The Occupy Wall Street movement has hit Mexico City. There are campouts along Paseo Reforma, one of the major arteries in the city, as well as in the main plaza of Coyoacán.
The first time I visited the centro, I was handed a flyer advertising an upcoming protest. A selection from the handout (translated from Spanish) reads:
In the national scope, there are 40 families that control the political classes and the forces of the establishment who have stolen the wealth generated by all of us and, acting like criminals, have been able to maintain the functioning of the destructive system.
The actual war against the people, disguised as a war against narcotic trafficking, has implanted a state of terror through torture, forced disappearances and assassinations, whose real objective is to keep the population terrified and repress social protest.
One of the things I find most fascinating about Latin America is the revolutionary mindset. Before I came to the region in February of last year, I fueled my interest by reading Che Guevara’s diaries, Silence on the Mountain, and books from other revolutionary greats like Nelson Mandela and Gandhi.
I even entertained fantasies about one day being a part of ending global injustice and inequality.
The first year I spent in the region was pretty disheartening. Some places I visited, like Leon, Nicaragua, had already seen their revolution. In Honduras, I arrived a year after President Manuel Zelaya was ousted by the army. The energy of the country was tense and straight up dangerous – not a place I’d stick around.
Finally, in Colombia, I got my first revolutionary fix. While I was there, the proposed Law 30, which sought to privatize public universities, was causing dissent across the nation. I had the opportunity to interview a student involved in the protests (Spanish speakers can watch the interview video).
Now, the buzz word of the season is Occupy Wall Street, which has spread throughout the US and the world. I spent some time walking through the encampment in Coyoacán. Aside from promotion of the catchphrase, “We are the 99%,” the encampment is also being used as a platform for all of the primary issues of our generation.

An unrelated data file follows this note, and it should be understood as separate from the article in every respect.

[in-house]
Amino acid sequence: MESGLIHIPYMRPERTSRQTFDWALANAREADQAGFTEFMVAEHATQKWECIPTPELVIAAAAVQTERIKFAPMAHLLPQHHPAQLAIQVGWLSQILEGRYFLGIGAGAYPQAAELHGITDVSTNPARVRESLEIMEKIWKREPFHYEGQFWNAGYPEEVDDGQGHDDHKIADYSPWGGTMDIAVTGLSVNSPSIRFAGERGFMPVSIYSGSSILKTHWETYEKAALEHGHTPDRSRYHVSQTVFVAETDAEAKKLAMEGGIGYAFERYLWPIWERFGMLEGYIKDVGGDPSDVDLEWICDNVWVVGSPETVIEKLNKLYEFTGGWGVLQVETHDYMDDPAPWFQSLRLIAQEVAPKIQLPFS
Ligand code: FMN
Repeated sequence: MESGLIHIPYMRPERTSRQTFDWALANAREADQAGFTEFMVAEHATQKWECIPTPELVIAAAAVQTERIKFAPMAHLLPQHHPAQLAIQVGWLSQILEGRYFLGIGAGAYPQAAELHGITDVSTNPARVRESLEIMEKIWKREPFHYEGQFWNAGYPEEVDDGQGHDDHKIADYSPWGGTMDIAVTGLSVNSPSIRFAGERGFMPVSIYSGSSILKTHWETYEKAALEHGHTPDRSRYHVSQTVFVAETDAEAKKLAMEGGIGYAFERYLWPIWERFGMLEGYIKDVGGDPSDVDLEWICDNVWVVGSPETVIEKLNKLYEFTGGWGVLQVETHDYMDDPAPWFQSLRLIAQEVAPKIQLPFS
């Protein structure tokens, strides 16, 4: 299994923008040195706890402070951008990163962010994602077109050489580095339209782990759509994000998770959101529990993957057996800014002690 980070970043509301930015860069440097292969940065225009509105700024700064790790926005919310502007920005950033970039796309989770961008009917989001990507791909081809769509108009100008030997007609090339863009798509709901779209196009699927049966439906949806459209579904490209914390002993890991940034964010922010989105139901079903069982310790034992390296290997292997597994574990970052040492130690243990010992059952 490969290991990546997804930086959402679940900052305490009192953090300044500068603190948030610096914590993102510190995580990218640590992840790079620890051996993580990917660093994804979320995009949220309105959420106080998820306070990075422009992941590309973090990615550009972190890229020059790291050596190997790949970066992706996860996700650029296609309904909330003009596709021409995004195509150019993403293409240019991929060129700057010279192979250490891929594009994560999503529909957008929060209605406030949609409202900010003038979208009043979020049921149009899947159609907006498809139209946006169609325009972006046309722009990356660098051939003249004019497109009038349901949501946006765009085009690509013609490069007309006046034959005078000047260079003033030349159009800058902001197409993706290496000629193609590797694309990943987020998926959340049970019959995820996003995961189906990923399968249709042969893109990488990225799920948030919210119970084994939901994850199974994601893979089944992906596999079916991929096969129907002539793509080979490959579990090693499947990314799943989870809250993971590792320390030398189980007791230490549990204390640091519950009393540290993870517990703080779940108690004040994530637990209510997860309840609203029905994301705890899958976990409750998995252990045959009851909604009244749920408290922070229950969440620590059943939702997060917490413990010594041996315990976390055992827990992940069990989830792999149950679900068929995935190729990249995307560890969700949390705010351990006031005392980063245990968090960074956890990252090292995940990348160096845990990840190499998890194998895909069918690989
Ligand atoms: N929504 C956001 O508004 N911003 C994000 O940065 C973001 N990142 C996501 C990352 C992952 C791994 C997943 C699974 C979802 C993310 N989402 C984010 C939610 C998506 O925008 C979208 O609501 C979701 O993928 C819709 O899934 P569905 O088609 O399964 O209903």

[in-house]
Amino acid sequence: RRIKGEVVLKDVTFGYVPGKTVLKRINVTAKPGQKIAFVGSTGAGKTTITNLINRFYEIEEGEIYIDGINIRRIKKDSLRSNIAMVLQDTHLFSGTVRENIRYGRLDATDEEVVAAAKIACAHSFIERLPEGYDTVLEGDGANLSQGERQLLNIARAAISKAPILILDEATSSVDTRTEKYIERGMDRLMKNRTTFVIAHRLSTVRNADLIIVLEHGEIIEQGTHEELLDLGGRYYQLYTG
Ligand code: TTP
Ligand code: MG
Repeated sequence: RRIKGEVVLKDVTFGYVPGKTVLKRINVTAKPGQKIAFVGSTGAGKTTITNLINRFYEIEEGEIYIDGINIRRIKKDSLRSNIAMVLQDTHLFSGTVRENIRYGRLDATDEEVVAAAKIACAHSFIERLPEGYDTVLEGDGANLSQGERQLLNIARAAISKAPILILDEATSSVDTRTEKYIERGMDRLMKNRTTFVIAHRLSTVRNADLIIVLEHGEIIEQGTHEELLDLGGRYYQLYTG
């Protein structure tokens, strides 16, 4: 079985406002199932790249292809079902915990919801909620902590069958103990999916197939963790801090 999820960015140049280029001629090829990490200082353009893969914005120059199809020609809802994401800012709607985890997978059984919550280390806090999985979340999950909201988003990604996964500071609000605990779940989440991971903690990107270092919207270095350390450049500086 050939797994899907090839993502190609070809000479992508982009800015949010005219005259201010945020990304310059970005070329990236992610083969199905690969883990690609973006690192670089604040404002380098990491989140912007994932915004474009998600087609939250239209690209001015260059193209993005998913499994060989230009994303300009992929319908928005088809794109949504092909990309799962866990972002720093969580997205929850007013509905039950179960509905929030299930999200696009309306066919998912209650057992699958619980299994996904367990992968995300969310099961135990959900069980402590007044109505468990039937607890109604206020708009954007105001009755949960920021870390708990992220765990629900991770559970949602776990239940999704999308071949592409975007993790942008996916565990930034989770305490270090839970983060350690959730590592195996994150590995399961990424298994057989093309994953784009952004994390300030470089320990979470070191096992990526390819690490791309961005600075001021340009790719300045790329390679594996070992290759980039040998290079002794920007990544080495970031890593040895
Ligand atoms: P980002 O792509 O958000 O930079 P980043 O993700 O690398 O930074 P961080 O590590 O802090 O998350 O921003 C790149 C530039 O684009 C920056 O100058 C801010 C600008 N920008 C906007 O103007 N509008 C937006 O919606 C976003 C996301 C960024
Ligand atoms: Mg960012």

Banners advertise solidarity with indigenous rights groups. Signs encourage people to ride more bikes and less cars. One states that land isn’t for selling, it’s for defending. A makeshift recycling station is set up.
Shining a light on negativity and being focused on change is great. Anything that awakens the consciousness of the people and aims to encourage evolution is positive.
But I have to wonder how effective all of these movements will actually be.
I tend to learn towards Gandhi’s sentiment, “Be the change you wish to see in the world.” For this reason, I keep my money in a small banking institution. I try to shop locally and avoid franchises. I buy organic products which haven’t been tested on animals. I am a vegetarian with vegan aspirations. I do my best to limit use of plastic bags. I take personal responsibility for the state of the world and I think my lifestyle reflects that. If I learn of something more I could be doing personally that will positively affect the world and those in it, I’ll make the move.
I think in terms of solutions. If I see a problem, I don’t dwell in it, but immediately seek a resolution.
Camping out in the streets brings light to the problem. Great. A few specific issues have been outlined in Occupy Wall Street’s call to action, such as the fact that the power corporations exercise is wildly out of control and has been left unchecked for too long. This is a first step.
But what’s the answer? What can the individual do to change the state of things? Where are the defined solutions and propositions? What demands are being issued to world governments? How can we actually bring about a change instead of just saying that we need one?
Mary Sanchez writes: “It’s time to launch Occupy Wall Street, Phase II. The part where the movement articulates what it wants, wins over a large bloc of the public and fights to get its demands enacted.”